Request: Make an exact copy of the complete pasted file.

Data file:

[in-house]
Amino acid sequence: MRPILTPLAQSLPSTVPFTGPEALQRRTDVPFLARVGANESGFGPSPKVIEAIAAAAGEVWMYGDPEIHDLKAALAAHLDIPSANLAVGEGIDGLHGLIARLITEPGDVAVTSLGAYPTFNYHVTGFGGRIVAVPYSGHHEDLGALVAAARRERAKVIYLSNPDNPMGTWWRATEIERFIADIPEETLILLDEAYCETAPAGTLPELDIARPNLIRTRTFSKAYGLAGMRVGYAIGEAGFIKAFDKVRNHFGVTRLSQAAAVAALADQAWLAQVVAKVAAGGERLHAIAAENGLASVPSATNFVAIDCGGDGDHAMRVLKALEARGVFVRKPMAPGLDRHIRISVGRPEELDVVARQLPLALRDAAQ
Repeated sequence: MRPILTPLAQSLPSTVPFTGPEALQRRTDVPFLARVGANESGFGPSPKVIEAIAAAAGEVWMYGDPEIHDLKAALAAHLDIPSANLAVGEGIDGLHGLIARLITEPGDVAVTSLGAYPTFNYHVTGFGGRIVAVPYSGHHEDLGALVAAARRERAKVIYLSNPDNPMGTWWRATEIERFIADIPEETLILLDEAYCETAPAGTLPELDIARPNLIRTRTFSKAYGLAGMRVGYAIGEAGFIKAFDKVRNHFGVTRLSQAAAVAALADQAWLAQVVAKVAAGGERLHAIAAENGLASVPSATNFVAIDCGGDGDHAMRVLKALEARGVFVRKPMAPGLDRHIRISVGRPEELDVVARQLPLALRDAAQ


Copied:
[in-house]
Amino acid sequence: MRPILTPLAQSLPSTVPFTGPEALQRRTDVPFLARVGANESGFGPSPKVIEAIAAAAGEVWMYGDPEIHDLKAALAAHLDIPSANLAVGEGIDGLHGLIARLITEPGDVAVTSLGAYPTFNYHVTGFGGRIVAVPYSGHHEDLGALVAAARRERAKVIYLSNPDNPMGTWWRATEIERFIADIPEETLILLDEAYCETAPAGTLPELDIARPNLIRTRTFSKAYGLAGMRVGYAIGEAGFIKAFDKVRNHFGVTRLSQAAAVAALADQAWLAQVVAKVAAGGERLHAIAAENGLASVPSATNFVAIDCGGDGDHAMRVLKALEARGVFVRKPMAPGLDRHIRISVGRPEELDVVARQLPLALRDAAQ
Repeated sequence: MRPILTPLAQSLPSTVPFTGPEALQRRTDVPFLARVGANESGFGPSPKVIEAIAAAAGEVWMYGDPEIHDLKAALAAHLDIPSANLAVGEGIDGLHGLIARLITEPGDVAVTSLGAYPTFNYHVTGFGGRIVAVPYSGHHEDLGALVAAARRERAKVIYLSNPDNPMGTWWRATEIERFIADIPEETLILLDEAYCETAPAGTLPELDIARPNLIRTRTFSKAYGLAGMRVGYAIGEAGFIKAFDKVRNHFGVTRLSQAAAVAALADQAWLAQVVAKVAAGGERLHAIAAENGLASVPSATNFVAIDCGGDGDHAMRVLKALEARGVFVRKPMAPGLDRHIRISVGRPEELDVVARQLPLALRDAAQ